Philosophical Issues in Psychiatry V – University of Copenhagen

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Philosophical Issues in Psychiatry V

The Problems of Multiple Levels, Explanatory Pluralism, Reduction and Emergence

Conference Dates:

May 28, 29 and 30, 2018


The Lundbeck foundation, Psychiatric Center Glostrup/University of Copenhagen, Center for Subjectivity Research/University of Copenhagen


Professor Josef Parnas and Professor Kenneth Kendler

Conference Content:  

For the fifth conference in this series we are exploring how the field of psychiatry incorporates more viable explanatory approaches than almost any other discipline in a modern university. Serious scholars have attempted to understand the causes of psychiatric illness from the perspective of molecular neurobiology, molecular genetics, cellular neurophysiology, systems neuroscience, neuropsychology, clinical psychology (including a wide diversity of theories incorporating an array of mental constructs such as personality, cognition, and unconscious processes), epidemiology, genetic-epidemiology, sociology, and anthropology. The last decades have seen increasingly sophisticated scientific paradigms that have suggested that many of these levels can indeed yield useful and empirically verifiable risk factors for psychiatric illness. A central conundrum of the field is how to integrate this cacophony of scientific perspectives. The list of 15 distinguished presenters is in a table below. (soon to follow)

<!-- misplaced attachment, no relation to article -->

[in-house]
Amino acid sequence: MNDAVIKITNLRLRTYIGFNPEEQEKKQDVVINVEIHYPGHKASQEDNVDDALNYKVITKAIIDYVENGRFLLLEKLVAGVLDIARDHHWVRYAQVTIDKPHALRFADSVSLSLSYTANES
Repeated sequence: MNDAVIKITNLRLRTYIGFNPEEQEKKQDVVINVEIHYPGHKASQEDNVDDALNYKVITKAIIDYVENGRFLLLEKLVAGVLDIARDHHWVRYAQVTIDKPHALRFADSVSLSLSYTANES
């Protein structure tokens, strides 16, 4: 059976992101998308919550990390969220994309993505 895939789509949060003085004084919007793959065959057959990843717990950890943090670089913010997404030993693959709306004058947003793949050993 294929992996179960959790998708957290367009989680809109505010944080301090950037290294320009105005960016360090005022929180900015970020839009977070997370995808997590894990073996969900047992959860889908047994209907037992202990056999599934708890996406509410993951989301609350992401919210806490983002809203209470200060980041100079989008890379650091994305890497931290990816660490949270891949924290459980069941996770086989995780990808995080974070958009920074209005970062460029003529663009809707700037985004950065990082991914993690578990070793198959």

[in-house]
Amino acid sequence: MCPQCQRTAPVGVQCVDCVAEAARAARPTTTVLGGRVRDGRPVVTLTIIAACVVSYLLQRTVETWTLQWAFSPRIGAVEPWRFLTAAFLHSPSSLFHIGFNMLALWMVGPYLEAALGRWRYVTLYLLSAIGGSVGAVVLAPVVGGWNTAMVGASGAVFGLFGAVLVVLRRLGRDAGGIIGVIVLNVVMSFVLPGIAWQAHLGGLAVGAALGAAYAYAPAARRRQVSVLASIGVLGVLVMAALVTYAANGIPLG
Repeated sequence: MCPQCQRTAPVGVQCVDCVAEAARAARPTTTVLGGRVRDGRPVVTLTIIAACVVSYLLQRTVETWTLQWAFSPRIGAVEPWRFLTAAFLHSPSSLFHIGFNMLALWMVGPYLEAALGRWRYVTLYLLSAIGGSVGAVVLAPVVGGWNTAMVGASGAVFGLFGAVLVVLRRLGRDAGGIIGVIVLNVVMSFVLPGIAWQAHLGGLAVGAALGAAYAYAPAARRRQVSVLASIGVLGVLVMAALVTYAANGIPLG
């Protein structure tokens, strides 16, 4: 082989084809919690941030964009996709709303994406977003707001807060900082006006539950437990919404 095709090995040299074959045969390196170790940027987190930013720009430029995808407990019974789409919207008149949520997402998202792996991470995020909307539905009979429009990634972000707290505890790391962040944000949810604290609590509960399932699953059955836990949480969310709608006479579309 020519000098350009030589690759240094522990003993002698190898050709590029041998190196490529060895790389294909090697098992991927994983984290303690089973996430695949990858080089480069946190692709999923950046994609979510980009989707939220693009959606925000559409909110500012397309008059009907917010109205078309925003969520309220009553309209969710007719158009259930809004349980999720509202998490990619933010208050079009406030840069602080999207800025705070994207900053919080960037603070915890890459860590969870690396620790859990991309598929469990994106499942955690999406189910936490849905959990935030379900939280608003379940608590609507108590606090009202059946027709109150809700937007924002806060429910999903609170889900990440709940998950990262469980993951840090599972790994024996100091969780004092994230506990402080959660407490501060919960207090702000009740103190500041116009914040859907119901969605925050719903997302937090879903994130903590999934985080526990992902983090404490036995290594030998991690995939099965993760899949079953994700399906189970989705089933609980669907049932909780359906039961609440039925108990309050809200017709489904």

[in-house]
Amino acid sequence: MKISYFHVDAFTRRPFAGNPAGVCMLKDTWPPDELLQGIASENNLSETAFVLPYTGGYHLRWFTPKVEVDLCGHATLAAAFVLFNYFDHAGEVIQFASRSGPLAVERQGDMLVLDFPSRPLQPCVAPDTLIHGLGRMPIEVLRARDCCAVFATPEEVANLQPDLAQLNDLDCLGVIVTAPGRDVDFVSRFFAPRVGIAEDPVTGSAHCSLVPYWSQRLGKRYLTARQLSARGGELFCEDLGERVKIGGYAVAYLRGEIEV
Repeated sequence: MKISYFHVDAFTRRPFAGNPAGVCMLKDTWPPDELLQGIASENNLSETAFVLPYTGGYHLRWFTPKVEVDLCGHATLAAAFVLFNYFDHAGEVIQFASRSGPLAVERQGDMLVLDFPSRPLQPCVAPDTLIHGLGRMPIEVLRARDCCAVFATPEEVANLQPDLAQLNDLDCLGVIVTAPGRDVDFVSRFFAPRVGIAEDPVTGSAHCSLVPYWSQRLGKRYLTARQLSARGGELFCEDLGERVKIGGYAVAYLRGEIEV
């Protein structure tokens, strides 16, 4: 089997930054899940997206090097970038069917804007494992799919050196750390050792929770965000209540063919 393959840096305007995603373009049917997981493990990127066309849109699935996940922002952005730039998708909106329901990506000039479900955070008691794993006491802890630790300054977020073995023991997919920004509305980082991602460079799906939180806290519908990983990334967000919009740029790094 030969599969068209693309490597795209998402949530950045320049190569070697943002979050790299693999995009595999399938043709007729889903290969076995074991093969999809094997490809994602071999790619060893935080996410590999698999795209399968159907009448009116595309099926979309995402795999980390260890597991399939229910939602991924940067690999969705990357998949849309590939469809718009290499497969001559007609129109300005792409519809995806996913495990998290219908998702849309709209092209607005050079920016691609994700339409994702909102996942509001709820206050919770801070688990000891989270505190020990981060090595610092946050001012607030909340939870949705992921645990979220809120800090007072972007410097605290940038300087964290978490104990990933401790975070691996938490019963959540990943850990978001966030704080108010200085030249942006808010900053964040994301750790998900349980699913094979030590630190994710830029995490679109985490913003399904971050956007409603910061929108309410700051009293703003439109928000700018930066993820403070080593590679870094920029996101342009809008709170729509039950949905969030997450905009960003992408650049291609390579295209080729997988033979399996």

Proposed conference major themes: 

  1. The importance of reduction – under what circumstances are lower levels of explanation to be preferred? Is wholescale reduction possible or is it more realistic to pursue “small” or “patchy” reductive approaches?
  2. How is it best to conceive of the multiple “levels” at which psychiatric illness can be understood? Is “levels” even a useful term here?
  3. What are the advantages and problems of explanatory pluralism versus explanatory monism – when can we truly integrate results across “levels”?
  4. Given that levels of explanation in psychiatric cross the mind-body divide -- the subjective and objective worlds -- how can we best span these widely divergent perspectives on reality?
  5. A recent survey has shown that truly cross-level research in psychiatry is rare. Why is this and what scientific, cultural and financial barriers exist to more integrative approaches?
  6. Individual researchers and research groups often bring strong commitments to their perspective on psychiatric illness that derive from extra-scientific personal beliefs. Such approaches have often fueled ideological disputes in the field. How can we better understand and reduce such often wasteful debates?

List of Participants




Draft Lecture Topic

William Bechtel 

Professor of Philosophy in the Department of Philosophy and a faculty member in the Center for Circadian Biology and the Interdisciplinary Program in Cognitive Science

University of California, San Diego